The quashing by the Supreme Court in London of Gerry Adams's convictions for attempting to escape from Long Kesh in the 1970s has simultaneously delighted republicans and outraged unionists.
The Ulster Unionist Party, in a typically short-sighted, knee-jerk reaction, showed no political imagination in dealing with this uncomfortable judicial decision.
Ulster Unionist leader Steve Aiken said victims of the IRA would be "angered and bewildered".
He further said - in a misjudged comment - that Mr Adams got off on a "technicality".
What Mr Aiken should have said was that he wanted to praise the integrity shown by the highest court in Britain in its decision to acquit Mr Adams of attempting to escape despite his well-known political hostility to the British state, and that this proved the innate sense of justice and fairness within the British justice system. This is something which Mr Adams would never admit.
More importantly, Mr Aiken should also have reflected carefully on the dire history and disastrous political consequences of the introduction of internment without trial on August 9, 1971 by the then leader of his party, Prime Minister Brian Faulkner.
That catastrophic decision by Faulkner, which was approved by British Prime Minister Ted Heath, had an enormously negative impact on our politics and, combined with the Bloody Sunday killings by the Parachute Regiment in January 1972, ultimately led to the fall of unionist-dominated Stormont and brought about 26 wasted years of direct rule.
On mature reflection, after almost 50 years, it might just dawn on the current batch of unionist political representatives that internment was a hideous mistake and that it should never have been initiated by the unionist government. Even Ian Paisley had the good sense not to approve of it.
Ostensibly, internment set out to end violence on our streets and to weaken the Provisional IRA.
Instead, it gave the Provos a major boost politically and massively increased violence.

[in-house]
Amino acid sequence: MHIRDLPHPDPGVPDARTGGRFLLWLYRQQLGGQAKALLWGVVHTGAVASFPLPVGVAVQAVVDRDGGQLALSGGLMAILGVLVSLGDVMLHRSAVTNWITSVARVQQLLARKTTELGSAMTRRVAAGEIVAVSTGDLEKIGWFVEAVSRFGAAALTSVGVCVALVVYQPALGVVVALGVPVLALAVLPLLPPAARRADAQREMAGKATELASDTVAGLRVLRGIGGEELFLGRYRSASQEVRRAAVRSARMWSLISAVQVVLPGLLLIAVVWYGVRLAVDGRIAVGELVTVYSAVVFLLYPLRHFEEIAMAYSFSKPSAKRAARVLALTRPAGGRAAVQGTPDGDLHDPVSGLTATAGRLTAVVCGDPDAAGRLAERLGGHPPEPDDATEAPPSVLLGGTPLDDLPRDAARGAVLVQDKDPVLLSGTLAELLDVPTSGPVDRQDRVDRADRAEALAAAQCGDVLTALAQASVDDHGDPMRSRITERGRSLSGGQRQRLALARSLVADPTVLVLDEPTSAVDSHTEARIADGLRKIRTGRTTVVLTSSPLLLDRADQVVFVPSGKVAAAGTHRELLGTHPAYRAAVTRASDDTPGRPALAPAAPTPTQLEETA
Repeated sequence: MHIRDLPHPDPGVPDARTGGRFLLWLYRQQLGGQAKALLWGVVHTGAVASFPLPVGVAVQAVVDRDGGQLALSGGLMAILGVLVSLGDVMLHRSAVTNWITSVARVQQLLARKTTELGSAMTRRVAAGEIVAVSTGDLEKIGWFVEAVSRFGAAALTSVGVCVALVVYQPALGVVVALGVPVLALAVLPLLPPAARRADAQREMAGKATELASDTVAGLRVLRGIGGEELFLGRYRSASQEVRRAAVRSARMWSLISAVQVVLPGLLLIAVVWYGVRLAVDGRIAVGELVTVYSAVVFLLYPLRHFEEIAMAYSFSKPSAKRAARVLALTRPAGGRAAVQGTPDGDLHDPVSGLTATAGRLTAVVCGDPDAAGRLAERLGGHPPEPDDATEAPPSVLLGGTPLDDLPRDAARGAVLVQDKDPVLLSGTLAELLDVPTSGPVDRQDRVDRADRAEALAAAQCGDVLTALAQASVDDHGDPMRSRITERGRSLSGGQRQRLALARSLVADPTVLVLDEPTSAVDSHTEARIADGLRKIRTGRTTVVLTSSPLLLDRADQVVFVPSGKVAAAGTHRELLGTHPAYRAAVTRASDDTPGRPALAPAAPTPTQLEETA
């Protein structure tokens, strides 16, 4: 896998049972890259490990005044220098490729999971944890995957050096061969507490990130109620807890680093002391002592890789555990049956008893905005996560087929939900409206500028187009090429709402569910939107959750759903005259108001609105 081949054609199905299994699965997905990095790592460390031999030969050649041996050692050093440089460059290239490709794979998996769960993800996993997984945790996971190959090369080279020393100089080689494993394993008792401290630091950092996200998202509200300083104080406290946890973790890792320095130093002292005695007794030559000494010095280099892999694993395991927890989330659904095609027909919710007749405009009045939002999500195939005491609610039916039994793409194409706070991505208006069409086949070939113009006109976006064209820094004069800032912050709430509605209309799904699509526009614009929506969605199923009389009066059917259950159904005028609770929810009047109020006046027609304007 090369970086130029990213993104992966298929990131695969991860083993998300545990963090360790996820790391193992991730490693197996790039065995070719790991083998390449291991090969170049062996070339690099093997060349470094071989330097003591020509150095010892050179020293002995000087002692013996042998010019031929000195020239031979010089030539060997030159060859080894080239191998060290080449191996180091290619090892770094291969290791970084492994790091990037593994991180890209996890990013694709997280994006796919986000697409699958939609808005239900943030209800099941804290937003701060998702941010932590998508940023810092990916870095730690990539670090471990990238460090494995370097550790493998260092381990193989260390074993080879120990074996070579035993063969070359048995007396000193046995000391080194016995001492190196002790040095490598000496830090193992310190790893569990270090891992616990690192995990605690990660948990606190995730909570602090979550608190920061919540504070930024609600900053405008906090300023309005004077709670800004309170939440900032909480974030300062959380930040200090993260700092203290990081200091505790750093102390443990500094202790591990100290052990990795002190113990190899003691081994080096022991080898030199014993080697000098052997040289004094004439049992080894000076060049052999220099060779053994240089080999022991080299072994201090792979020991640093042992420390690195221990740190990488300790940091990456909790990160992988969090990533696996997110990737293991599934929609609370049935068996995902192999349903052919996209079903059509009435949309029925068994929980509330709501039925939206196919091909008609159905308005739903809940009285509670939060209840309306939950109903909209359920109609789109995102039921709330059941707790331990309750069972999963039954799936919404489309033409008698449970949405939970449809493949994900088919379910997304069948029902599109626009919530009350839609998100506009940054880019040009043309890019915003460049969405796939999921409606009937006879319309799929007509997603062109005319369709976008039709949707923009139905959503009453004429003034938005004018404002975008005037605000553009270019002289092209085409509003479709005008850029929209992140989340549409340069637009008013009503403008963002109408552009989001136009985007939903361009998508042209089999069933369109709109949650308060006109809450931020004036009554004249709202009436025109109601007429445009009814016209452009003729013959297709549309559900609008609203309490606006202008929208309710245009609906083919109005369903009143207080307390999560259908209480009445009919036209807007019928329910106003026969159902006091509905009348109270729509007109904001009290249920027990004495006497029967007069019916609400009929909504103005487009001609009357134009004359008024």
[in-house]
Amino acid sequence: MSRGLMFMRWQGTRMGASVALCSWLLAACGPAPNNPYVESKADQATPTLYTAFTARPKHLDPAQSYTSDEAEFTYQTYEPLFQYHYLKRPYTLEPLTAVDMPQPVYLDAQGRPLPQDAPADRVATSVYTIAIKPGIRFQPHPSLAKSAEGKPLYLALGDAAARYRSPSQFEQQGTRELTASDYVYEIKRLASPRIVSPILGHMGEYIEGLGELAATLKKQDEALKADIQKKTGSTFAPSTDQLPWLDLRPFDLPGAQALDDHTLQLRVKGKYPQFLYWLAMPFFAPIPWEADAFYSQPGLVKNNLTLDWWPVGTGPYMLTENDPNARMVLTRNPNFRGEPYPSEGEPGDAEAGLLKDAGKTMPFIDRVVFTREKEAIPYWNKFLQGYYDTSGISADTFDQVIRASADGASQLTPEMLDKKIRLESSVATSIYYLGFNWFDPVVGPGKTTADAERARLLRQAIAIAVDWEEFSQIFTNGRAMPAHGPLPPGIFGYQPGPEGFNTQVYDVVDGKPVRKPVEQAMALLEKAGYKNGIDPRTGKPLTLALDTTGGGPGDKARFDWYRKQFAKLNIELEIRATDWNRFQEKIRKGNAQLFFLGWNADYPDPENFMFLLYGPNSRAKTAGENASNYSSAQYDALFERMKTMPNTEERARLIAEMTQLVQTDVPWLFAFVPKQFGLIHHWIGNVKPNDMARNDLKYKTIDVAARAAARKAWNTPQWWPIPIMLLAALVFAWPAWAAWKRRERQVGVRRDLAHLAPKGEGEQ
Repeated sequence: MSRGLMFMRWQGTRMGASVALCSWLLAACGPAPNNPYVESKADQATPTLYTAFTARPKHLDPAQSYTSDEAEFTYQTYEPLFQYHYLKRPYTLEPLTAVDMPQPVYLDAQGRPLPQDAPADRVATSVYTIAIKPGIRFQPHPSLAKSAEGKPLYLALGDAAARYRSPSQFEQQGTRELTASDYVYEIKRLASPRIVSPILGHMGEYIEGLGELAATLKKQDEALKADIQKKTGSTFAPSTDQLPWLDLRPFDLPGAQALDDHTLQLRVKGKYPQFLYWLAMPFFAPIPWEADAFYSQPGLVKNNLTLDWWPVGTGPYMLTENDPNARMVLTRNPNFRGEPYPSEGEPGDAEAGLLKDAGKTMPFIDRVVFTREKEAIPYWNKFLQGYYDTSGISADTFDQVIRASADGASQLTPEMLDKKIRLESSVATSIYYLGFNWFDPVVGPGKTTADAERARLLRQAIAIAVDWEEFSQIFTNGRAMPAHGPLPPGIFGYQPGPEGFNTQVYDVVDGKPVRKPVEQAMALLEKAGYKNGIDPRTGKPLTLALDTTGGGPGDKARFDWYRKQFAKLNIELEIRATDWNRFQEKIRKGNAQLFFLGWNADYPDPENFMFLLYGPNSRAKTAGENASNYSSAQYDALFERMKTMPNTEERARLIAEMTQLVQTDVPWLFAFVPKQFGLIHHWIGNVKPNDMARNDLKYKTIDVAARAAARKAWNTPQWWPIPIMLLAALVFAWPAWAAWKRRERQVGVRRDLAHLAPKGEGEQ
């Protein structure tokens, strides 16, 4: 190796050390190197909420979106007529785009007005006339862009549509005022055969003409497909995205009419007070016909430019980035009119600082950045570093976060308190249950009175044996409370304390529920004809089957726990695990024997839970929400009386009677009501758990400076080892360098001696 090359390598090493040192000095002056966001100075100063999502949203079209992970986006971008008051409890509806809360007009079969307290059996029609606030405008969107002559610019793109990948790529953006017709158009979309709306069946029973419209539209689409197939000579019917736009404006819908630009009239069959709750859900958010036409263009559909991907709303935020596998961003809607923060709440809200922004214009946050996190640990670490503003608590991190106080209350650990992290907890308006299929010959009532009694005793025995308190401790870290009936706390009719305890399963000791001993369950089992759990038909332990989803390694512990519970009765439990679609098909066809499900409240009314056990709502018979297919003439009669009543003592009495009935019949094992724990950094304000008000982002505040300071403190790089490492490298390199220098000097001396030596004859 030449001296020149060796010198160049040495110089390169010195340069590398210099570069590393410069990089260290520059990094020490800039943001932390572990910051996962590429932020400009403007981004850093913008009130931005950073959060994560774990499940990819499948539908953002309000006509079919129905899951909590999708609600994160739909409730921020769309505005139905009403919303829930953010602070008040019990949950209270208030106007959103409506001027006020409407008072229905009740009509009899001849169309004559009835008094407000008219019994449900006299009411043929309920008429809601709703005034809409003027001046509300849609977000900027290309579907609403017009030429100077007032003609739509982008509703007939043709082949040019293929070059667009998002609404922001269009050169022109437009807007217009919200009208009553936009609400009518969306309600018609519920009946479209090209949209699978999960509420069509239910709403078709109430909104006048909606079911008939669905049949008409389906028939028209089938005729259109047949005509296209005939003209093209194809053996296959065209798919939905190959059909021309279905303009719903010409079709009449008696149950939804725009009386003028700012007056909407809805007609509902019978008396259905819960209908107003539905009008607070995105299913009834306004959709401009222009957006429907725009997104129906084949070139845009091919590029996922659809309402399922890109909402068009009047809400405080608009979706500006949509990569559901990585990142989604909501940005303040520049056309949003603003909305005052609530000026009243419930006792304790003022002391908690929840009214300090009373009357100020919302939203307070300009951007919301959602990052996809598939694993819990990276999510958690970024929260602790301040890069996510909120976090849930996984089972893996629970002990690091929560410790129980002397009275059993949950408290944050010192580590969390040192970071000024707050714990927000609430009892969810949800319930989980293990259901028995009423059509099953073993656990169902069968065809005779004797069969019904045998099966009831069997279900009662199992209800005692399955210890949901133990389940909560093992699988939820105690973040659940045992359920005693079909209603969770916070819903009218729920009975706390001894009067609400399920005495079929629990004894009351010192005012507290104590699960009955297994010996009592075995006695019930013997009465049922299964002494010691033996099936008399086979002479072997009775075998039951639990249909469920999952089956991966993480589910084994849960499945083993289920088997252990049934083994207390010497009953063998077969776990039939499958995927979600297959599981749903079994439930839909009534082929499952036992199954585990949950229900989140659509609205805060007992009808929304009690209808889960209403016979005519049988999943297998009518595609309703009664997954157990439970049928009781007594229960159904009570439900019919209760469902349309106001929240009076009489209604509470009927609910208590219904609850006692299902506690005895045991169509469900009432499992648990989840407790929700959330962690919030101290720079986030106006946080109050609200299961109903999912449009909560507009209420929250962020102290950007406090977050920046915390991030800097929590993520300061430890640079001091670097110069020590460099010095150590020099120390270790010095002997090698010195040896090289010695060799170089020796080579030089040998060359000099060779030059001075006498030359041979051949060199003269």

Eight months before internment 34 people were killed, but in the four months after internment 140 people were killed.
Internment was also carried out on a one-sided basis. In all, 1,981 people were interned, of whom only 107 were loyalists.
Internment was a bungled operation carried out without up-to-date intelligence and leading to people being interned who were not involved in the IRA.
The operation was successful in only one aspect - the total alienation of the Catholic community.
In the Adams appeal the Supreme Court had to consider whether the-then Secretary of State for Northern Ireland Willie Whitelaw personally had to make the decision to intern him.
The court unanimously decided that Whitelaw could not legally delegate decision-making powers in Mr Adams's case to anyone else.
If his junior minister couldn't lawfully make the decision to intern Mr Adams then he was not lawfully detained, and therefore could not be guilty of attempting to escape from the internment camp.
He was, in effect, unlawfully imprisoned and for that he should be entitled to generous compensation from the Crown - and republicans have never been adverse to accepting the half crown.
Coincidentally, it was former Lord Chief Justice Lord Kerr who led the judgment for the Supreme Court.
It was a just legal decision and, given the momentous nature of internment without a trial, it was correct.
The judgment was not dealing with what Mr Aiken called a "technicality", but was upholding the right of every citizen, no matter what their reputation or what they are suspected to have done, to have a proper trial and be acquitted or found guilty in accordance with the much-cherished principles of due process.
That is what civilised judicial decision-making is all about.
You do not chop and change because of the political character of the appellant.
Given this judgment, it is an appropriate time to remember the merciless death sentences meted out to the victims of the IRA's grotesque kangaroo courts.
They did not receive publicly financed legal representation nor even the basic elements of due process, never mind an appeal to another court. Those unfortunate victims of Provo justice cannot get their lives back.
Nor should it be forgotten that the IRA murdered several judges because they were, in its perverse terms, "part of the British war machine". There is no second chance for them.
So, while this judgment is welcome as a just and fair decision, it is in stark contrast to the cruel mockery of so-called "justice" arbitrarily dispensed during 30 years of republican violence.
What a pity it is then that Mr Adams is unable to shed some light on any of this, as he was never in the IRA.